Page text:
- High-nutrient, bacterial, and salinity levels —along with low dissolved-oxygen levels — in some Texas watersheds have raised concerns among residents and state officials about public health, water quality, water-use limitations, aquatic habitats, and reduced or lost recreational opportunities.
- Potential sources of this pollution include natural sources, feral hogs, wastewater treatment systems, livestock and pet waste, and fertilizer and chemical runoff from croplands, pastures, lawns, landscapes, parks, and industrial sites.
AgriLife Extension’s Response
The Texas A&M AgriLife Extension Service has collaborated with many local, state, and federal agencies and organizations to inform and educate residents about water quality concerns in several Texas watersheds.
- AgriLife Extension currently coordinates planning and education efforts in the following watersheds: Attoyac Bayou, Copano Bay, Cibolo Creek, Mission River, Aransas River, Matagorda Basin, Lavaca River, Tres Palacios Creek, Arenosa Creek, Carancahua Bay, Little River, San Gabriel River, Big Elm Creek, Navasota River, Arroyo-Colorado River, Brownsville Resaca, Mill Creek, and Geronimo and Alligator Creeks.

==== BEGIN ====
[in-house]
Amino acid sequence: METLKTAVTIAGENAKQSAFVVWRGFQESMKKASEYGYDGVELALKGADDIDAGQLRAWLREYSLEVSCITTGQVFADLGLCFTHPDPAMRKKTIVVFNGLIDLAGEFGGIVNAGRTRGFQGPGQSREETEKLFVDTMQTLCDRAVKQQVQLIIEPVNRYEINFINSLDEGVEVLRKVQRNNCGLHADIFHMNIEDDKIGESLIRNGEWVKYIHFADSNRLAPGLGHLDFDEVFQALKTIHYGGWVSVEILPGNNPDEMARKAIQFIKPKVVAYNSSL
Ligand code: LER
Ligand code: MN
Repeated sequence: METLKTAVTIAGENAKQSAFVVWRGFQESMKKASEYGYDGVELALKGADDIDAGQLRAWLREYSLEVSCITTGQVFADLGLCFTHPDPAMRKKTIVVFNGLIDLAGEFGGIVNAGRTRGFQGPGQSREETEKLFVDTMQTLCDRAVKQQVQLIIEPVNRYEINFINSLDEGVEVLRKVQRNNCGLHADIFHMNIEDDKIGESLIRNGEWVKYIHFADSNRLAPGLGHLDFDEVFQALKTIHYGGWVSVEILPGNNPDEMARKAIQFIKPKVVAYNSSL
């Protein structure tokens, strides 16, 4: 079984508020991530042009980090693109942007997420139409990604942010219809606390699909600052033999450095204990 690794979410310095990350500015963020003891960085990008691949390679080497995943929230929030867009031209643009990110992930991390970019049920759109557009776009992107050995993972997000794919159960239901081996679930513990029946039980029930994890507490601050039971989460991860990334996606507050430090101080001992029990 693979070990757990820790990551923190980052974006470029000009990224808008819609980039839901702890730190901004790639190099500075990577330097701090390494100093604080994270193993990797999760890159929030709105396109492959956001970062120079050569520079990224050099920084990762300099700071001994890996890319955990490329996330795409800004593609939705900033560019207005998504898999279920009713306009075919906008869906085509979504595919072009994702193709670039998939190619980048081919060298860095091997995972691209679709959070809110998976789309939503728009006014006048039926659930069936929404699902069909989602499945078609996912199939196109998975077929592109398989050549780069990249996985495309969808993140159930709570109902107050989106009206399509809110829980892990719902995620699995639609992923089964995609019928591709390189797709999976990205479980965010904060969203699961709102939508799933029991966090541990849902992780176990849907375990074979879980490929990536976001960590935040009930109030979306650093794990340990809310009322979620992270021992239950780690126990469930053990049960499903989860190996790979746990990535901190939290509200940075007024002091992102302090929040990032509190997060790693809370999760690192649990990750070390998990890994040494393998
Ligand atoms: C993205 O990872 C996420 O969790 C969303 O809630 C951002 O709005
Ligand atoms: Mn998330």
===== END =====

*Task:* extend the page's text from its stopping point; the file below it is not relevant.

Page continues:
- The process of improving water quality and protecting a watershed’s natural resources typically involves forming a local stakeholder partnership group, identifying the causes of watershed pollution, and developing a comprehensive management plan. Education and the adoption of best management practices are critical to implementing these efforts.
- To support the need for stakeholder involvement, the Texas Watershed Steward Program was initiated to provide science-based, watershed education to help citizens identify and take action to address local water quality impairments.
- Through more than 95 educational events, watershed planning meetings, and workshops in 2017, AgriLife Extension and collaborating agencies engaged more than 3,100 landowners and other stakeholders in an effort to improve public awareness and participation vital to developing and implementing watershed protection plans.
Economic and Environmental Impacts
The following highlights demonstrate recent accomplishments made toward restoring water quality through selected watershed protection and education programs:
- While efforts to protect watersheds and restore water quality are in various stages, significant progress is being made. In 2011, the Plum Creek Watershed became the first watershed to be removed from EPA’s list of impaired water bodies. Water quality has also been restored in the Buck Creek Watershed.
- To leverage state resources, $9.8 million in externally funded grants over five years has been obtained to support critical water quality protection activities, identify sources of watershed contamination, and support educational programs.
- The ultimate societal benefit to Texas is improved water quality, reduced water treatment costs, and protecting public health and the environment.